It’s ebook o’clock: Ronnie Kasrils: From spy chief to bestselling author
Ronnie Kasrils has always written. From his work on Bertrand Russell, to poetry during the exile years, to his pieces under the pseudonym ANC Khumalo, for the various ANC publications in exile.
But it was after his return to South Africa that his writing took off. And how.
These four titles, written at different stages of his career, always tell a story of truth to power.
Catching Tadpoles: The Shaping of a Young Rebel
‘Unputdownable.’ – Mark Gevisser, author of Lost and Found in Johannesburg: A Memoir
With Ronnie Kasrils’s remarkable memory for evocative detail, and his flair for the spoken word, his story revels in the social, sexual and political awakening of a roguish boy’s adventures with girls, rock music, bohemian culture and leaping across the colour barrier.
A Simple Man: Kasrils and the Zuma Enigma
Kasrils’s insights into Jacob Zuma, both shocking and revelatory, are vividly told through this story, from their shared history in the underground to Kasrils’s time as minister of intelligence, to his views on the New South Africa. The oft-told story of Zuma the struggle hero becomes clearer through Kasrils’s telling.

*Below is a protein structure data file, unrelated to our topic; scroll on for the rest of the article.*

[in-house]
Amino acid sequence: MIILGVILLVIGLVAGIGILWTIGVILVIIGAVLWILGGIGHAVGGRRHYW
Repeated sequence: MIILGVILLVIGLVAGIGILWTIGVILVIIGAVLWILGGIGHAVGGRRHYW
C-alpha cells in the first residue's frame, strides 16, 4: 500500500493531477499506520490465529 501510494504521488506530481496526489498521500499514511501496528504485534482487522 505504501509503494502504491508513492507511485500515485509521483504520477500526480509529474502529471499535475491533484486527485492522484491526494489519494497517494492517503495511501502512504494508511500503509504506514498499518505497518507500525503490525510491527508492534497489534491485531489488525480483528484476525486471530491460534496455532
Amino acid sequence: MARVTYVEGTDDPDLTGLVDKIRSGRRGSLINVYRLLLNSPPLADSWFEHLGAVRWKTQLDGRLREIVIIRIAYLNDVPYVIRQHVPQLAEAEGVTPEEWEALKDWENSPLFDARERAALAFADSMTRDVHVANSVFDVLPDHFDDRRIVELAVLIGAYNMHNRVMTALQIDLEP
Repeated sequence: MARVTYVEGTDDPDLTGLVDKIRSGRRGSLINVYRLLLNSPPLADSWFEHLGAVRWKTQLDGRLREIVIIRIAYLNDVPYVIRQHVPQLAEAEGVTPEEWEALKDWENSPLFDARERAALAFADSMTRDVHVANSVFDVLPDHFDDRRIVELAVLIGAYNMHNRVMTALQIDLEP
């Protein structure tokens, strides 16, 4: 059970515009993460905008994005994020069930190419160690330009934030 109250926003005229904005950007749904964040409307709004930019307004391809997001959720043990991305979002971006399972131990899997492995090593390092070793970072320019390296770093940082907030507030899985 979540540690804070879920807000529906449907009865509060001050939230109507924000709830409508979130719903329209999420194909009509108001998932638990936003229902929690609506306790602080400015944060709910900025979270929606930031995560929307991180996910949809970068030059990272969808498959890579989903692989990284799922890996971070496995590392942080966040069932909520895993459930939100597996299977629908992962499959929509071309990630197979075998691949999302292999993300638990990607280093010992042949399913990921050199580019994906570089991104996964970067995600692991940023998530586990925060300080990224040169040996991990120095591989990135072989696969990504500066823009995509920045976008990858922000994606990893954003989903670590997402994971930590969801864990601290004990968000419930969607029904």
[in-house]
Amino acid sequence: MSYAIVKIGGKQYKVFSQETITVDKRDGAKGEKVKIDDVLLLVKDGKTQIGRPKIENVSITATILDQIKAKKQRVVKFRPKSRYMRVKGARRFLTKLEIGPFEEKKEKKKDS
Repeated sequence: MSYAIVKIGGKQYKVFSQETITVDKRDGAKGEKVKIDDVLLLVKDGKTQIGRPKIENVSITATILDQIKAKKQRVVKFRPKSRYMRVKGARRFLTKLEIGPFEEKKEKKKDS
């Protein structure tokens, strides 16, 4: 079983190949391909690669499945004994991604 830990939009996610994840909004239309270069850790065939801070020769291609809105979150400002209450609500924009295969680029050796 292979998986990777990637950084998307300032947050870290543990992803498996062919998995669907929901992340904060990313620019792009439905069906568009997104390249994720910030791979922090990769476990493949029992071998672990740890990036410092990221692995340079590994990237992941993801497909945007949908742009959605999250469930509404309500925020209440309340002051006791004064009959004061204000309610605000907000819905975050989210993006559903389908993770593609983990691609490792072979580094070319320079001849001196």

Armed and Dangerous: From Undercover Struggle to Freedom
Now in its fourth edition, Armed & Dangerous is the author’s account of his years in both the liberation struggle and in government. He gives an insider’s account of the workings of Umkhonto weSizwe, the armed wing of the ANC, and of his role in Mandela’s first cabinet, moving on then to Mbeki’s.
The Unlikely Secret Agent
Winner of South Africa’s top literary prize, the Alan Paton Award, The Unlikely Secret Agent tells the thrilling true story of one woman’s struggle against the apartheid system.
This remarkable story of a young woman’s courage and daring at a time of increasing repression in apartheid South Africa is told here for the first time with great verve by Eleanor’s husband, Ronnie Kasrils, who eventually became South Africa’s Minister of Intelligence Services in 2004.